`The author of this collection herself suffered from post-natal depression, and it was her own experiences that led her to put together this collection of stories. Ten women (including the author) have related their personal stories of how post-natal depression affected their own and their families lives. A further chapter is devoted to discussions with some of the partners of the women who contributed their stories to the book. This book would make insightful reading for professionals who work with sufferers of post-natal depression as well as anyone who has experienced it.'
`Cara Aiken was one of the one in ten new mothers who have to cope with Surviving Post Natal Depression. She tells her own and other stories, and offers suggestions and advice based on personal and professional experience.'
Cheryll Adams - Professional office/research and practice development
`This book tells the stories of 10 women who have all suffered from postnatal depression (PND). The women draw on their personal experiences to offer practical advice. This approach offers real insight into the disease and its ramifications for the whole family… I recommend this book to anyone with a professional or personal interest in this debilitating disease.'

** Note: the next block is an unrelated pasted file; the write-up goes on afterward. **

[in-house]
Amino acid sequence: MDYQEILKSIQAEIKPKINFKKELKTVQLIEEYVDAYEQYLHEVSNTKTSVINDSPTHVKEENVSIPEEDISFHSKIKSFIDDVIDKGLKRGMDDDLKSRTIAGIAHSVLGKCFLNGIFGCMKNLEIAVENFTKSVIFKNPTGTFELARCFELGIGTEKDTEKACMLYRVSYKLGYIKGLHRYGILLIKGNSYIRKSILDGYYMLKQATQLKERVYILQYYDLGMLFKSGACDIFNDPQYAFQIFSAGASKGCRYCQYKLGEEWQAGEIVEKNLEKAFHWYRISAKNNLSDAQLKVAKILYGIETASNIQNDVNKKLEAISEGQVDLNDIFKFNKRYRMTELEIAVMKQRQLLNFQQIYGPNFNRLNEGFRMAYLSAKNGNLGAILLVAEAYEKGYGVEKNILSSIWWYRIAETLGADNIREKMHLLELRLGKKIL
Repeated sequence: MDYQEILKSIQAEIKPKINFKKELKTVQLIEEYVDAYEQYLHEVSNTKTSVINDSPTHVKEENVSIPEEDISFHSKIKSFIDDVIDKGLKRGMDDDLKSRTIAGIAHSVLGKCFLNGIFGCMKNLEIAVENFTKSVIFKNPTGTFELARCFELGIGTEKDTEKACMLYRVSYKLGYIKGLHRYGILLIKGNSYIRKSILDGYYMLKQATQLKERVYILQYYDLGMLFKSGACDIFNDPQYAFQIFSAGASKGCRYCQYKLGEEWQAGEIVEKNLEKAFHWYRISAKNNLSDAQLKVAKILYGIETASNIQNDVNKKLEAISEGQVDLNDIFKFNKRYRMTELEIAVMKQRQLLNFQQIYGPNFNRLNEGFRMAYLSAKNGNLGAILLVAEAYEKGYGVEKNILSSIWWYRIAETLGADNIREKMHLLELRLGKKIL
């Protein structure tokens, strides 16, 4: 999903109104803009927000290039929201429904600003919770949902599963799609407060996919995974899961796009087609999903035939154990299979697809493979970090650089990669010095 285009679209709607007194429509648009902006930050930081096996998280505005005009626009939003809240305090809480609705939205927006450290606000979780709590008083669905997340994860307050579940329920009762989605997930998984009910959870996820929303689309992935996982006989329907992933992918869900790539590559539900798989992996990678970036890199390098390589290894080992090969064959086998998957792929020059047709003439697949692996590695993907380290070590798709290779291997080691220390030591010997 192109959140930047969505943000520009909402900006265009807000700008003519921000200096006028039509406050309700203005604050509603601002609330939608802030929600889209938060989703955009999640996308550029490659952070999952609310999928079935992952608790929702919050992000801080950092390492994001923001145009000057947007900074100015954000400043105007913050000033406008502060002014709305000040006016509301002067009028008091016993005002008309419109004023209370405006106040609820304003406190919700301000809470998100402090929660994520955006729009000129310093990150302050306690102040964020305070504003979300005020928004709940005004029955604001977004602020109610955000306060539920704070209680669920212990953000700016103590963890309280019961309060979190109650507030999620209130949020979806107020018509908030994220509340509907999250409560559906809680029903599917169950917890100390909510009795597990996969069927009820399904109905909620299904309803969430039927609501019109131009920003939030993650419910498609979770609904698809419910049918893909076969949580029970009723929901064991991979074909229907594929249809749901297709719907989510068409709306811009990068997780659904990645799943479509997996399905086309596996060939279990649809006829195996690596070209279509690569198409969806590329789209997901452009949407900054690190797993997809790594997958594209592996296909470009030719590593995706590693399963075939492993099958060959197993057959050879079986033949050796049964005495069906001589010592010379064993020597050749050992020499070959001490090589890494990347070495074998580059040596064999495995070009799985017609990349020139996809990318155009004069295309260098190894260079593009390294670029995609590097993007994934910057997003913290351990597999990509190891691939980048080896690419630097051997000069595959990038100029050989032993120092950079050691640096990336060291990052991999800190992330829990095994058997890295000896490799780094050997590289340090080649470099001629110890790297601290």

European Journal of Psychiatry
`This is a very useful book, written in a clear, easy to follow style, making it advisable both for doctors and all those working in general medicine, to obstetricians and, of course, midwives.'
`I found these stories very moving and enthralling in the way they painted the full horror and dreariness of depression. Consideration is also given to the plight of new fathers who sometimes suffer depression either from the effect of coping with depression in their partner or independently. There are contributions from a psychiatrist, a health visitor and the founder of the Association for Post-Natal Illness. These explain the full range of problems that fall under the umbrella term "post-natal depression" and that treatment needs to be geared to the particular problems of the patient. Finally there is an attempt to draw the threads together and give advice and hope to others.'